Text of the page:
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The widely occurring bacterial RNA chaperone Hfq is a key factor in the post-transcriptional control of hundreds of genes in Pseudomonas aeruginosa. How this broadly acting protein can contribute to the regulatory requirements of many different genes remains puzzling. Here, we describe cryo-EM structures of higher order assemblies formed by Hfq and its partner protein Crc on control regions of different P. aeruginosa target mRNAs. Our results show that these assemblies have mRNA-specific quaternary architectures resulting from the combination of multivalent protein-protein interfaces and recognition of patterns in the RNA sequence. The structural polymorphism of these ribonucleoprotein assemblies enables selective translational repression of many different target mRNAs. This system elucidates how highly complex regulatory pathways can evolve with a minimal economy of proteinogenic components in combination with RNA sequence and fold. © 2022 The Authors. Published under the terms of the CC BY 4.0 license.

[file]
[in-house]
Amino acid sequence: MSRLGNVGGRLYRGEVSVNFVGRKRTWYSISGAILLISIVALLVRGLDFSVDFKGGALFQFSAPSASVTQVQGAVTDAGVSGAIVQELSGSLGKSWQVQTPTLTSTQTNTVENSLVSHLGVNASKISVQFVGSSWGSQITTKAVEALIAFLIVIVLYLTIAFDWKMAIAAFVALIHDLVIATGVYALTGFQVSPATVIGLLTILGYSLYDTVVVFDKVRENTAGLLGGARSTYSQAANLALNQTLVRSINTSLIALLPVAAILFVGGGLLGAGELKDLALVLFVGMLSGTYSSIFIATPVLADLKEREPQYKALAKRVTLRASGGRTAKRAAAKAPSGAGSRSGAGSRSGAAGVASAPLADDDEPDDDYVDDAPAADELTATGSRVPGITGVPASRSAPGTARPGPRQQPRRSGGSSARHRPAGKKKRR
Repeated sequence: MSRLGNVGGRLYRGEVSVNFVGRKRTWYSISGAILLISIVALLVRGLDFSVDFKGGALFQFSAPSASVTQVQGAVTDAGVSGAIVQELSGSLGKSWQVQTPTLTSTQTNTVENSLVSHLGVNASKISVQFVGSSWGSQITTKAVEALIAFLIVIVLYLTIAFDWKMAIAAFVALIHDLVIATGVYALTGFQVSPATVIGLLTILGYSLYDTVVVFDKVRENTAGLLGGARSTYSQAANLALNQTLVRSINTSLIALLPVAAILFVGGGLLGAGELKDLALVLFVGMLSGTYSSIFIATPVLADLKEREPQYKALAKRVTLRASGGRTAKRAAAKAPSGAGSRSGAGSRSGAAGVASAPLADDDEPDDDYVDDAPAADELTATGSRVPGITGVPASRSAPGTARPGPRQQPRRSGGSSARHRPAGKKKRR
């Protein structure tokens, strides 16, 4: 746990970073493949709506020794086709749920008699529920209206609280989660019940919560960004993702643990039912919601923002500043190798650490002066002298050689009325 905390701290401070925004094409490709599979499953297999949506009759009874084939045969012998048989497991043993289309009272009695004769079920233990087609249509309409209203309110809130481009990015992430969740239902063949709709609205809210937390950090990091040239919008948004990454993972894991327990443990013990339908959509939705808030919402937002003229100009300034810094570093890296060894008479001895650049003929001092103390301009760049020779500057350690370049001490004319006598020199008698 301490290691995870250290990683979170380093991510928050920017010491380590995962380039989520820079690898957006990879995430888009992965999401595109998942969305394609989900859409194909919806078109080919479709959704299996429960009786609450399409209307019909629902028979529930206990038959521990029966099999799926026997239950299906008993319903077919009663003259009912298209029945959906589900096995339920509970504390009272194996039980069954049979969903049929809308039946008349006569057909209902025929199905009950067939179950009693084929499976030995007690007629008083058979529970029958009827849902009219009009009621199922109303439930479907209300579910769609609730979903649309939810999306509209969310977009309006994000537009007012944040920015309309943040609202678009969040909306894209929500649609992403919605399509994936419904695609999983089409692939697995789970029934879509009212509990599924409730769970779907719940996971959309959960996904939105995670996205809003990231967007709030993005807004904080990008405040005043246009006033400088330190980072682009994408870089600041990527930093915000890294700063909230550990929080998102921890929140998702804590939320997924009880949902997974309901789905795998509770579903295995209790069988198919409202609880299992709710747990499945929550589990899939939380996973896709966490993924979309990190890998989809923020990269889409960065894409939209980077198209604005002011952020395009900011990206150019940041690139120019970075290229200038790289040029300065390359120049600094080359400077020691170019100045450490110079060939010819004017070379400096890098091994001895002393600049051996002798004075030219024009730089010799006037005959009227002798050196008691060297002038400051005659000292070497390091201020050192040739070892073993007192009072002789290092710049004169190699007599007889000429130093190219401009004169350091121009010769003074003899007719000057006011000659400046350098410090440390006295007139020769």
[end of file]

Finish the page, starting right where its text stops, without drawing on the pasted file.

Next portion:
Tom Dendooven, Elisabeth Sonnleitner, Udo Bläsi, Ben F Luisi. Translational regulation by Hfq-Crc assemblies emerges from polymorphic ribonucleoprotein folding. The EMBO journal. 2023 Feb 01;42(3):e111129

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PMID: 36504222

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